The key pillars of a DevSecOps strategy are therefore:
Future articles will go into each of these aspects of the solution strategy in more detail, but today we can give a taste of each of these 3 pillars of the approach.
First, we start with the axiom “you can’t fix what you can’t see.” Even if the portion of the application developed in-house within your enterprise – typically, that is the core business logic that is your company’s value-add – is wonderfully designed, undergoes a threat model review to consider and address the myriad threats against that code, and is instrumented to provide operational telemetry, what happens when an open-source package that your application leverages is found to have a vulnerability? Or a debug tool in the cloud deployment environment is improperly secured, and allows reverse shell access? Clearly, because the application is a composed of a medley of multiple components, many of which are third party, you need visibility into the operation of all of these components.
A corollary to this is the second pillar: threat surfaces exist at multiple levels – network, application support services, protocol, API, and business logic. Increasingly, many of those levels are abstracted away, but the threats still remain. For example, your cloud provider may supply a native API gateway, but what happens if an attacker attempts to abuse your application’s public-facing APIs – specifically, what does the application infrastructure do if the inputs to the API are malformed, or excessively large? Analogous concerns exist for all other outsourced aspects of infrastructure, such as databases or identity services.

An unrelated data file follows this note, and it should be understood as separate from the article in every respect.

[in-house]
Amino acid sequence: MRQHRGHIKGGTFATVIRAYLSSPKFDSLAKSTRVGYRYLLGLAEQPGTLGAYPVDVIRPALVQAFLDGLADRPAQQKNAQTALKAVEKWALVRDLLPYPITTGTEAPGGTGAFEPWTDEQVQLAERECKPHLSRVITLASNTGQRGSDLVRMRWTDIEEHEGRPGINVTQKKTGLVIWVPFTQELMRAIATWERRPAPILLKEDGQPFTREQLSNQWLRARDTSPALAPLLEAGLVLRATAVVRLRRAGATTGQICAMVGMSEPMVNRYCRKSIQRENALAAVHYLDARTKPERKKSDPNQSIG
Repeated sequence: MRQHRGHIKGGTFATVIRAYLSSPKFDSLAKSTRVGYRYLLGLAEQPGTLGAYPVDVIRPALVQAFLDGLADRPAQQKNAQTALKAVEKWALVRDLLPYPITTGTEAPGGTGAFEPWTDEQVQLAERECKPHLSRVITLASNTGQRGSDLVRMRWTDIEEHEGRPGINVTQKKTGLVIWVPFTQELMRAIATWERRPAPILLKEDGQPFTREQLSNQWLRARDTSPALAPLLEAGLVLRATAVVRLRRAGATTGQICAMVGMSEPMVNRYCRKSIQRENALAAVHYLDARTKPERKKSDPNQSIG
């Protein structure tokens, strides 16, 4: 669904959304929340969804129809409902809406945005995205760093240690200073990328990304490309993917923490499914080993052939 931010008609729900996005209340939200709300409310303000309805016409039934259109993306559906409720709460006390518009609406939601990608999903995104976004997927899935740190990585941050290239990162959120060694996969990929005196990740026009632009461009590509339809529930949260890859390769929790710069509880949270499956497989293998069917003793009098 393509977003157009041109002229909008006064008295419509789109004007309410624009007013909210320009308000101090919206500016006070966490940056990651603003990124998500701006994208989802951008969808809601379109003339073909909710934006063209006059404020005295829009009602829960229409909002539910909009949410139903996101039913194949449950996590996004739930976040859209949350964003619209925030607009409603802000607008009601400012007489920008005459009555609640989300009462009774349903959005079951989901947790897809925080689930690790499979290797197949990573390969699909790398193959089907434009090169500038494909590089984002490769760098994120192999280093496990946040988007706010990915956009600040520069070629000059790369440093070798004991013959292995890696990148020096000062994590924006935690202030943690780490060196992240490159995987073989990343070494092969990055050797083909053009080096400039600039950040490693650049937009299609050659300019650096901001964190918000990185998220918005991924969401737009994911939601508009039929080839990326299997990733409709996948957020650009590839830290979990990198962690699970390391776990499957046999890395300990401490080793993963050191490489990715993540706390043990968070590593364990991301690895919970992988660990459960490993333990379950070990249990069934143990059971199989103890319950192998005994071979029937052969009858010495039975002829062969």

The third pillar arises as a repercussion of doing a good job on the first two items – namely, you may end up drowning in a sea of data that no reasonable group of humans can consume, let alone analyze, in any timely manner. Consider modern Advanced Persistent Threats (APT’s): they are quick hitters, patiently lying dormant and waiting for long periods of time, followed by a short burst of activity to exfiltrate data. Finding this short burst is like looking for the proverbial needle in the haystack, but with the added pressure of needing to find the needle within seconds. To meet this challenge, the solution must leverage AI to find the needle and, in some cases, perform automated remediation to stop the attacker in a timely manner. An interesting wrinkle is that the data collected – the realm of the first two pillars – must be curated in an AI-friendly manner to make the automated response feasible.
In conclusion, the goal of this article is to set the stage for a set of deeper dives and more detailed recommendations in articles that follow. At the overview level, the key concepts to take away as a DevSecOps practitioner are first, the evolving nature of modern applications – their compositional architecture strategy, with much of the underlying infrastructure abstracted away from the application developer, deployed in a distributed manner across cloud, edge, and browser – and, second, the implications around new threat surfaces coupled to the lack of development visibility into many of the building blocks and foundational elements of the infrastructure. From there, the need for greater operational visibility – in the form of real-time data telemetry across the entire application stack, coupled to AI-assisted data analysis – becomes clear as a key component of DevSecOps of the future. Future articles will dive into how best to collect the data telemetry exhaust, collate and transform it into more machine-consumable formats that are leveraged by automated and AI-assisted workflows, all in an integrated and agile manner.